In 1997, the lease of private homes was legalized; however, excessive taxation drove many of the initial micro entrepreneurs to bankruptcy, and only the most established operations managed to stay in business. This result was also attributed to a lack of expertise and experience among these proprietors, as well as a poor foresight by the Cuban State that had failed to develop an infrastructure in support of its private sector as a sustainable source of living for Cubans and a steady generator of foreign-exchange streams.
Faces of Cuba Today
by Gary Topper
Born and raised in Los Angeles, I first started traveling with camera in hand at the age of 21, on a 7 month solo journey around the world. This was in the early 60’s when tourism had not really reached most of the planet. The opportunity to see a multitude of cultures sparked a lifelong interest in travel and photography, documenting a mysterious world few had seen. The passion to find places both spiritual and secular led to years of continuous travel, including this recent journey to Cuba in January 2015.
Several years ago I joined the Marin Photo Club, where I met a community of wonderful photographers, who were open to sharing their knowledge and expertise. The stimulation of exploring a shared interest with like-minded colleagues has continued to refine my “shutter eye”. Recently awarded the Best Color Photograph at the 2015 Marin County Fair and Best in Show photograph by the Mill Valley photography studio, The Image Flow, my enthusiasm and excitement for photography has fueled a driving passion to capture “moments in time” in a rapidly changing world.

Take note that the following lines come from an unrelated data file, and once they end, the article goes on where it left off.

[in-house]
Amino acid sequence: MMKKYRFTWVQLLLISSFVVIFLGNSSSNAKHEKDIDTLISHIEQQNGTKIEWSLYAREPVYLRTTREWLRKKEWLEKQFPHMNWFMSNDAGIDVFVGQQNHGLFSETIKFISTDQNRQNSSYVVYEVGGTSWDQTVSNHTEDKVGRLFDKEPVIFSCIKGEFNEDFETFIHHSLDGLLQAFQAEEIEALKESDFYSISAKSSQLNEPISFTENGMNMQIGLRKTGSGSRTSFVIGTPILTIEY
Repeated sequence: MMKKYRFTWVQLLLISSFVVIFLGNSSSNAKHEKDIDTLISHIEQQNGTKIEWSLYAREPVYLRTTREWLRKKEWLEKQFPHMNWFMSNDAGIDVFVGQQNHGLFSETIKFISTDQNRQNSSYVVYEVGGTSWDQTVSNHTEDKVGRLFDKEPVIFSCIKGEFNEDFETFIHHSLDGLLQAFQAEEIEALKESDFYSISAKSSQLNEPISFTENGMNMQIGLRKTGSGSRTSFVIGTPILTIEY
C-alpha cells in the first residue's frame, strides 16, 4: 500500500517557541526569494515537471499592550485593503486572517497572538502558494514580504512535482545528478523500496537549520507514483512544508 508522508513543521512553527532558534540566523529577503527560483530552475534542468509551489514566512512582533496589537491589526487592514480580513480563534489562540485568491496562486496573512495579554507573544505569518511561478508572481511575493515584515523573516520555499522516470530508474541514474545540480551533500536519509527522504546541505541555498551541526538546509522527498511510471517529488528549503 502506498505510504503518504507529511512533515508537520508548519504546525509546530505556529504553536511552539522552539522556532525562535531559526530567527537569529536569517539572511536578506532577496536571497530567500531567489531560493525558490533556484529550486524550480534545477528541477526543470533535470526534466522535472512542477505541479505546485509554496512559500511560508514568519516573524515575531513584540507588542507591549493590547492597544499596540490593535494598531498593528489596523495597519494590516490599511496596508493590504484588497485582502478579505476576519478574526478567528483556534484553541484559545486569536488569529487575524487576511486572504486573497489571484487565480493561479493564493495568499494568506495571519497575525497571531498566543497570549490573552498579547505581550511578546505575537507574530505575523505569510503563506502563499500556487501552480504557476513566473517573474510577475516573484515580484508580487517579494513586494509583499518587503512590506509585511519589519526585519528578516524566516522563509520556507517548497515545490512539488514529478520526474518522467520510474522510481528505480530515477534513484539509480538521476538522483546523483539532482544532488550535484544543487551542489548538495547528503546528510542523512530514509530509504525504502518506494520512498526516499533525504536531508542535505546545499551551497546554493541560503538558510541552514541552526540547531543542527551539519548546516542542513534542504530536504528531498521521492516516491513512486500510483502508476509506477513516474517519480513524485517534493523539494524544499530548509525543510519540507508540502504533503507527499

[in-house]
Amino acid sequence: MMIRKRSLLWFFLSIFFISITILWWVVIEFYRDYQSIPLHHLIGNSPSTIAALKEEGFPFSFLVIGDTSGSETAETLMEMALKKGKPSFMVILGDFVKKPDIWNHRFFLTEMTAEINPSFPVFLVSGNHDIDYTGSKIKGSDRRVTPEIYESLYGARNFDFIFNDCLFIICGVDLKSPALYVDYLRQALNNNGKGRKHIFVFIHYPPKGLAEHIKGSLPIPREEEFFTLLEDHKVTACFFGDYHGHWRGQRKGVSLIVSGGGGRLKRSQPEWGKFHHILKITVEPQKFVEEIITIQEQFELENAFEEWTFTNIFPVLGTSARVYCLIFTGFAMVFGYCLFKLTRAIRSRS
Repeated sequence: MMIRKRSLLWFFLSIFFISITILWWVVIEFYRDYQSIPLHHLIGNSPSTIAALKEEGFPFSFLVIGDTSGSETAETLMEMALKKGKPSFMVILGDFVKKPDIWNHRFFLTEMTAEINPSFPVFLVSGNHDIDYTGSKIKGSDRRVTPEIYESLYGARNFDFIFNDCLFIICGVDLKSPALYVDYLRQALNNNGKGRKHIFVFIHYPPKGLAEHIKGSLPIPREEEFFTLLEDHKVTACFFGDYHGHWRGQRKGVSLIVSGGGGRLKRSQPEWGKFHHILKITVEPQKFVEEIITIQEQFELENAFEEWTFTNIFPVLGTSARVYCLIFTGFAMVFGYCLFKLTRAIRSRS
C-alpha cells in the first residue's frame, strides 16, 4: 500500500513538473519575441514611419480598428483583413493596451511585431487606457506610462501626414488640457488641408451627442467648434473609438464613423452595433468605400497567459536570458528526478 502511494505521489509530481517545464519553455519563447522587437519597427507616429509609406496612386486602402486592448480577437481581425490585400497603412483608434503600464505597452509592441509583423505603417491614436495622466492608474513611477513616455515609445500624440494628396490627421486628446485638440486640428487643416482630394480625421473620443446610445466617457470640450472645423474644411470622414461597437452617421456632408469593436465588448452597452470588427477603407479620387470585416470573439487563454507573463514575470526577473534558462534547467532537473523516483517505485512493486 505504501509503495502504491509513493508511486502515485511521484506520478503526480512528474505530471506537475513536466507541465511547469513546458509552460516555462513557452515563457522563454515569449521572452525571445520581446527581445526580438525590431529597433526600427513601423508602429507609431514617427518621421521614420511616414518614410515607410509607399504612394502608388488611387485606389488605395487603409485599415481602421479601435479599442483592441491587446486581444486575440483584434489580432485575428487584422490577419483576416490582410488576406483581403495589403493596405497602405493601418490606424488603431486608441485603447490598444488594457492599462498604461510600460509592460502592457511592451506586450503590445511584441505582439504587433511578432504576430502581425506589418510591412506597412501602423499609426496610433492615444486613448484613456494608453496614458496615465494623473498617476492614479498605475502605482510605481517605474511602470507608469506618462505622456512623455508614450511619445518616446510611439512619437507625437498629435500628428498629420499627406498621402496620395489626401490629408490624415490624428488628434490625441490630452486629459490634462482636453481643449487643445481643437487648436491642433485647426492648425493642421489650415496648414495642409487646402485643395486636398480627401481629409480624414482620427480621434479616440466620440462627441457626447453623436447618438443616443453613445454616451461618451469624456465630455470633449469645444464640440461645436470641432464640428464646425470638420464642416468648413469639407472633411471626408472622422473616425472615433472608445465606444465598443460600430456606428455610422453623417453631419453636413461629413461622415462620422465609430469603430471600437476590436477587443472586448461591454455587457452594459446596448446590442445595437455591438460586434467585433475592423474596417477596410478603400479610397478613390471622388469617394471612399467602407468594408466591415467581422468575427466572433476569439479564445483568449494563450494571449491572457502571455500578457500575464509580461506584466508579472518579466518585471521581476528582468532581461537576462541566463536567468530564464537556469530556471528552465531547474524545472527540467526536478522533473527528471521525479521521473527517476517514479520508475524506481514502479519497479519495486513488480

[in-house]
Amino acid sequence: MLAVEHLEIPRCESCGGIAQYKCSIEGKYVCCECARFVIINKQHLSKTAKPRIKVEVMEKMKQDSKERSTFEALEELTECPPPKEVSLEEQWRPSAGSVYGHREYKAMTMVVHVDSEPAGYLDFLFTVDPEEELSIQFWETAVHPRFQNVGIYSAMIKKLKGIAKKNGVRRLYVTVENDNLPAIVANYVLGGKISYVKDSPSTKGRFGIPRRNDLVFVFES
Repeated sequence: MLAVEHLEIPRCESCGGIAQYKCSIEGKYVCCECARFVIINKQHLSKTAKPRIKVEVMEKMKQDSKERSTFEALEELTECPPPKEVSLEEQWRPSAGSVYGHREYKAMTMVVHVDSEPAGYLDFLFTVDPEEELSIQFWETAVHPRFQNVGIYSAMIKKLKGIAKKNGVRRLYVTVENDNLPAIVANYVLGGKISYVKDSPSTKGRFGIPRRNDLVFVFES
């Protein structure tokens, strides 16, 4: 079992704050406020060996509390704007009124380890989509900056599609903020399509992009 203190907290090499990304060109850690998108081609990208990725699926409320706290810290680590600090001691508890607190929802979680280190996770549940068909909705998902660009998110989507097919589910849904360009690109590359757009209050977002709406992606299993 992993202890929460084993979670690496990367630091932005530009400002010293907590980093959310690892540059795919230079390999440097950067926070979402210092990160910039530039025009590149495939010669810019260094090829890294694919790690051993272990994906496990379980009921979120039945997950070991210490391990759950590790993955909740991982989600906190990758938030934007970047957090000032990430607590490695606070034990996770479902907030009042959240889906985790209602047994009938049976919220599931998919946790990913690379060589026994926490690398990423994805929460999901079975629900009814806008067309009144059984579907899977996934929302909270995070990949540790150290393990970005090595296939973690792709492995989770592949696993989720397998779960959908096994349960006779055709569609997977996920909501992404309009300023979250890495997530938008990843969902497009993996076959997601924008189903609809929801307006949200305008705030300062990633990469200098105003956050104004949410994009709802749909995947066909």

Organic Farming in Cuba
By Loly García de León and Yunior Crespo
In 2014 Tripadvisor included Cuba among the first 10 places of major increase as world tourist destination. Moreover, after the announcements made by US President Barack Obama to lift some of the travelling limitations for American citizens to visit the island, Cuba has boomed in 2015 as a cultural and educational destination.
Due to a world trend for good feeding habits and also as part of the concern for the environment, a culture for ecologic agriculture and consumption of organic produce, mainly vegetables and legumes, is growing in Cuba.
An important precedent of organic farming in Cuba has been the coffee plantations located in the mountains of Guantánamo and Baracoa since 1900, where the Altoserra company grows gourmet quality coffee exported mainly to Japan and some European countries.
Among the attractions offered by the major companies especialized in educational and cultural people-to-people trips are the guided visits to the ecological farms “La Yoandra” in Havana and “Paraiso” in Viñales.